This is a hugely important step forward. The importance of study as a tool to understanding, greater progress and for moving forward ideas is something of which we have lost sight. Boston College recently organised for members of the Assembly in Northern Ireland to attend a series of seminars about which the Minister is aware and in which he played a role. I spoke to people responsible for giving the seminars and they felt they had learned a great deal. The seminars were organised in such a way that they did not know who was on what side of the political divide. They dealt with them as a group trying to address and focus on something. What is attractive about the scholarship is that an outsider, who will by their nature be objective, will focus on the multi-faceted jewel of Irish culture and try to come to terms with it. They will undoubtedly miss some aspects but they will develop others and create a new awareness for us.

Those of us who have seen this happen before have learned from it. One of my greatest pleasures since entering the House 12 years ago was meeting the IPA interns attached to our offices, asking them their views on Ireland when they arrive — what they felt before they arrived, what were their first impressions — asking them what they were after six months here and seeing the growth and development of thought, understanding and ideas. When I saw this legislation, I thought it was a good way of moving matters further forward.

It comes down to the value of words. We talk about people wanting a united Ireland, what is a united Ireland? The number of people in Northern Ireland who have answered that question — even in their own minds — is miniscule. It does not enter their vocabulary. They are not sure what it is they are looking for or are opposed to when discussing a united Ireland. Is it a unity of minds, a political unity, a cultural unity or some sort of apartheid? Studies of this nature could bring about attractive methods that could be useful in the North. The idea is to bring to bear outside perspectives which will look at new models and put forward proposals for new protocols, new apparatus and new structures of Government to create debate on our approach to the problems in the North. We as politicians, more than anyone else, must know that at the end of each day all argument, strife and war concludes through discussion on a particular topic which requires concentrated thought and people who will assimilate information, make judgments and move forward.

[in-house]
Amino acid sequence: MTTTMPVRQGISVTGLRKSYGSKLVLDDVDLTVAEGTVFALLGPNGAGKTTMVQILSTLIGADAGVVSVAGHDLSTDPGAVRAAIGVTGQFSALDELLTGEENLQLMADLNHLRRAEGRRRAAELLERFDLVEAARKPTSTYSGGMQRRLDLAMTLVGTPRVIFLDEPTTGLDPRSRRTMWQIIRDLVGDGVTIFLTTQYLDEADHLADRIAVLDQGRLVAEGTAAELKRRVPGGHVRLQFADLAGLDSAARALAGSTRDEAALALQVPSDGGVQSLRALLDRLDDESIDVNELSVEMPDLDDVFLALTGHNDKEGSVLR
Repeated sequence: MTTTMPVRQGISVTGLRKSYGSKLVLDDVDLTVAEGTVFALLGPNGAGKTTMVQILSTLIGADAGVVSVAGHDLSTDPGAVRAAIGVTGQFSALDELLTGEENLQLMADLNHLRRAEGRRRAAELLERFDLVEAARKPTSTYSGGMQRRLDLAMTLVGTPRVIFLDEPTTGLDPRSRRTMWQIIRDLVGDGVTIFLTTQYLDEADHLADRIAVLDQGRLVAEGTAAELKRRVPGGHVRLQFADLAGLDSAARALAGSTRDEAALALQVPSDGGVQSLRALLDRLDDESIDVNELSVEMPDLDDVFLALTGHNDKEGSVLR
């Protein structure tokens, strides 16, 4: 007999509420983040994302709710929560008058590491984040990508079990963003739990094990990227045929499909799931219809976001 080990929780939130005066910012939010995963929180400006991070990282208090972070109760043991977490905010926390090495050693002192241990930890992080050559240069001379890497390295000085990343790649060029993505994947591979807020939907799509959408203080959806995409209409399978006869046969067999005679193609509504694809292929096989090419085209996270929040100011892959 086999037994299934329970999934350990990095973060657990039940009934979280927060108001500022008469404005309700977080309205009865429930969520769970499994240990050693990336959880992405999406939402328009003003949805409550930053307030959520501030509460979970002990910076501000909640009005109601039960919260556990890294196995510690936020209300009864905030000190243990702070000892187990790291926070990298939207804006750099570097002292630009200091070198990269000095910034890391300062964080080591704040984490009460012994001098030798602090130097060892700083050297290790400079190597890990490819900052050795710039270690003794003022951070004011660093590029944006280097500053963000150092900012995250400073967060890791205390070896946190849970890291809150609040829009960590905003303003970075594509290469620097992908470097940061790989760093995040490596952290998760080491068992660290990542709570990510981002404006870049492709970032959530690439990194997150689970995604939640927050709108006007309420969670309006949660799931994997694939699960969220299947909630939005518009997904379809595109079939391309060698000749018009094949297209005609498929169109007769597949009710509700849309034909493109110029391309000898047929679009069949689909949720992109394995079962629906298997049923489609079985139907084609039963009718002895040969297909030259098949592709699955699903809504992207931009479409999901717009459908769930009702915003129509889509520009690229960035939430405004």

What we have not been doing, and could do, is taking a structured approach to problem solving. We should define the problem — something we, as politicians, are not good at because very often the so-called problem is dumped in our laps — understand it and put together all available and related information which could have a bearing on the matter. We could then look at the alpha and omega of the problem, taking into account the possible alternatives, options, routes, directions or ways of moving it forward. Finally, we must exercise judgment in deciding the best or most appropriate solution to reaching the determined objective. That kind of intellectual approach to problem solving, particularly political problem solving, does not happen because no group is required to do so. Politicians are forced by the day-to-day exigencies of political life to find quick solutions and to move things forward.

The idea of a considered, studied approach to issues by people who avail of the funds and scholarships available under this Bill is hugely attractive. There is a sense of excitement among us all at the idea of taking fresh minds, objective and detached people to study Irish life and report on it. We will find they will look through a different pair of spectacles or take a different perspective. We have turned the telescope on each other; we are looking through a different lens. This is hugely important.

I would like the Minister to comment on my next point — I presume it arises under article 2. While I would hate to see the Bill's intention being narrowed in any way, it would be useful if what might be the most appropriate issues of study are dealt with by way of schedule. I do not want to see the introduction of another American scholarship to work out the 24 million interpretations of what Joyce meant in Ulysses or some aspects of Anglo-Irish literature.

Senator Norris is almost out his office door trying to get here.

It will be very useful to have fresh views and new approaches to cultural and political issues and matters relating to Ireland today. I welcome the legislation and compliment the Government and Minister on finding this attractive and creative way of recognising the contribution made by George Mitchell to this country over the past number of years.

I will be brief. I would hate to think this scholarship would be set at such a high intellectual level that it would not inform American citizens and people visiting this country of the multi-faceted nature of Irish society. I want to endorse that point which was well made by Senator O'Toole. Perhaps the Minister might comment on it.

My first reaction to the points made about replacing the word "State" with "Ireland" is that we are a sovereign State and have initiated this wonderful innovative legislation. We cannot legislate for Northern Ireland or extend this legislation to it. This is a constitutional issue, but I am sure the Minister can deal with it.